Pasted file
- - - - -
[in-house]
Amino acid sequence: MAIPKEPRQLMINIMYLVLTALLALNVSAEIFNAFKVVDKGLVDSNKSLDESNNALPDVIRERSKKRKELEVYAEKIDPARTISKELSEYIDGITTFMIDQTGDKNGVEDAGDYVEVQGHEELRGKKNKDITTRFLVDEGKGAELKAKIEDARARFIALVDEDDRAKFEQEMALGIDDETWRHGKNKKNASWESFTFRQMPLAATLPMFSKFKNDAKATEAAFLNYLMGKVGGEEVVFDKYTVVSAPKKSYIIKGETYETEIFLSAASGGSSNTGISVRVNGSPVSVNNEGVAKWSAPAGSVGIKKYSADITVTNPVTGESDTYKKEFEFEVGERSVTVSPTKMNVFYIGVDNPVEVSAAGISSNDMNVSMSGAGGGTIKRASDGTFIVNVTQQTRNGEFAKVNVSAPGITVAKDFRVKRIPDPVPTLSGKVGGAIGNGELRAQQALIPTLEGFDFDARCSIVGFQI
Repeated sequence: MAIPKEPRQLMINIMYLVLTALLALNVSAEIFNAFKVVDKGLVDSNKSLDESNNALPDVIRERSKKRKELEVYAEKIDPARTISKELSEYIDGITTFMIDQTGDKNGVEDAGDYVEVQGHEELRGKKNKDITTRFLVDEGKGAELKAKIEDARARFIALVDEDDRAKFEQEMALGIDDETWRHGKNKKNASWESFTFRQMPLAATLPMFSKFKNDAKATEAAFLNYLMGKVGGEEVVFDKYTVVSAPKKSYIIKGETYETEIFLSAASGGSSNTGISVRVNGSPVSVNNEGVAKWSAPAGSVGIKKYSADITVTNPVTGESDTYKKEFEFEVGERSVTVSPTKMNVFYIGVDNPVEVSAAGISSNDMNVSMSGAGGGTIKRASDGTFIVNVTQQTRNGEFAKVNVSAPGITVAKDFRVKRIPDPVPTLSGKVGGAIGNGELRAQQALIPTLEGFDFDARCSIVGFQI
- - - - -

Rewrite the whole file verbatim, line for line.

[in-house]
Amino acid sequence: MAIPKEPRQLMINIMYLVLTALLALNVSAEIFNAFKVVDKGLVDSNKSLDESNNALPDVIRERSKKRKELEVYAEKIDPARTISKELSEYIDGITTFMIDQTGDKNGVEDAGDYVEVQGHEELRGKKNKDITTRFLVDEGKGAELKAKIEDARARFIALVDEDDRAKFEQEMALGIDDETWRHGKNKKNASWESFTFRQMPLAATLPMFSKFKNDAKATEAAFLNYLMGKVGGEEVVFDKYTVVSAPKKSYIIKGETYETEIFLSAASGGSSNTGISVRVNGSPVSVNNEGVAKWSAPAGSVGIKKYSADITVTNPVTGESDTYKKEFEFEVGERSVTVSPTKMNVFYIGVDNPVEVSAAGISSNDMNVSMSGAGGGTIKRASDGTFIVNVTQQTRNGEFAKVNVSAPGITVAKDFRVKRIPDPVPTLSGKVGGAIGNGELRAQQALIPTLEGFDFDARCSIVGFQI
Repeated sequence: MAIPKEPRQLMINIMYLVLTALLALNVSAEIFNAFKVVDKGLVDSNKSLDESNNALPDVIRERSKKRKELEVYAEKIDPARTISKELSEYIDGITTFMIDQTGDKNGVEDAGDYVEVQGHEELRGKKNKDITTRFLVDEGKGAELKAKIEDARARFIALVDEDDRAKFEQEMALGIDDETWRHGKNKKNASWESFTFRQMPLAATLPMFSKFKNDAKATEAAFLNYLMGKVGGEEVVFDKYTVVSAPKKSYIIKGETYETEIFLSAASGGSSNTGISVRVNGSPVSVNNEGVAKWSAPAGSVGIKKYSADITVTNPVTGESDTYKKEFEFEVGERSVTVSPTKMNVFYIGVDNPVEVSAAGISSNDMNVSMSGAGGGTIKRASDGTFIVNVTQQTRNGEFAKVNVSAPGITVAKDFRVKRIPDPVPTLSGKVGGAIGNGELRAQQALIPTLEGFDFDARCSIVGFQI